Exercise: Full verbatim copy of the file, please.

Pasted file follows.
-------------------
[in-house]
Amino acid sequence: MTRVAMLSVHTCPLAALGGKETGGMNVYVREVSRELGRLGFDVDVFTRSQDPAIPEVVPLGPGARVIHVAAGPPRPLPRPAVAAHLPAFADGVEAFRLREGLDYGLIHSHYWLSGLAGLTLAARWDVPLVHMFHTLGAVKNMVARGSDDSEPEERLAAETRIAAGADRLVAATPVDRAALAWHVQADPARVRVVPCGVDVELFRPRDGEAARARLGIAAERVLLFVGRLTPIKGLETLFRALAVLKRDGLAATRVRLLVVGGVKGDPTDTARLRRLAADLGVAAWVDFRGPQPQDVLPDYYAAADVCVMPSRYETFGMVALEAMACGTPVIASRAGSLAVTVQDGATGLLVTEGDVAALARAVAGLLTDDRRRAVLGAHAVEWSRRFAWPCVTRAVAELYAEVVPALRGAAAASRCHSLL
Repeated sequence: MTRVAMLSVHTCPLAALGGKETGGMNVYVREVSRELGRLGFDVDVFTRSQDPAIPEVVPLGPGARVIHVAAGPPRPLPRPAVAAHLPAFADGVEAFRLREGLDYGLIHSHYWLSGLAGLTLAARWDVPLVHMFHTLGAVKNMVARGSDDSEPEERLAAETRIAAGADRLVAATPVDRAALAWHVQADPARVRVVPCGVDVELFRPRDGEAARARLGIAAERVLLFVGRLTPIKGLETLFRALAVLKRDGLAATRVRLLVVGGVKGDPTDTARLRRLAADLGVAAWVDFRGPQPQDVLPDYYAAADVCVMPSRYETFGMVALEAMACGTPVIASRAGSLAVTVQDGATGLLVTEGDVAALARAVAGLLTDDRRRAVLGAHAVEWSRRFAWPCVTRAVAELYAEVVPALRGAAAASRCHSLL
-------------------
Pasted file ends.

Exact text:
[in-house]
Amino acid sequence: MTRVAMLSVHTCPLAALGGKETGGMNVYVREVSRELGRLGFDVDVFTRSQDPAIPEVVPLGPGARVIHVAAGPPRPLPRPAVAAHLPAFADGVEAFRLREGLDYGLIHSHYWLSGLAGLTLAARWDVPLVHMFHTLGAVKNMVARGSDDSEPEERLAAETRIAAGADRLVAATPVDRAALAWHVQADPARVRVVPCGVDVELFRPRDGEAARARLGIAAERVLLFVGRLTPIKGLETLFRALAVLKRDGLAATRVRLLVVGGVKGDPTDTARLRRLAADLGVAAWVDFRGPQPQDVLPDYYAAADVCVMPSRYETFGMVALEAMACGTPVIASRAGSLAVTVQDGATGLLVTEGDVAALARAVAGLLTDDRRRAVLGAHAVEWSRRFAWPCVTRAVAELYAEVVPALRGAAAASRCHSLL
Repeated sequence: MTRVAMLSVHTCPLAALGGKETGGMNVYVREVSRELGRLGFDVDVFTRSQDPAIPEVVPLGPGARVIHVAAGPPRPLPRPAVAAHLPAFADGVEAFRLREGLDYGLIHSHYWLSGLAGLTLAARWDVPLVHMFHTLGAVKNMVARGSDDSEPEERLAAETRIAAGADRLVAATPVDRAALAWHVQADPARVRVVPCGVDVELFRPRDGEAARARLGIAAERVLLFVGRLTPIKGLETLFRALAVLKRDGLAATRVRLLVVGGVKGDPTDTARLRRLAADLGVAAWVDFRGPQPQDVLPDYYAAADVCVMPSRYETFGMVALEAMACGTPVIASRAGSLAVTVQDGATGLLVTEGDVAALARAVAGLLTDDRRRAVLGAHAVEWSRRFAWPCVTRAVAELYAEVVPALRGAAAASRCHSLL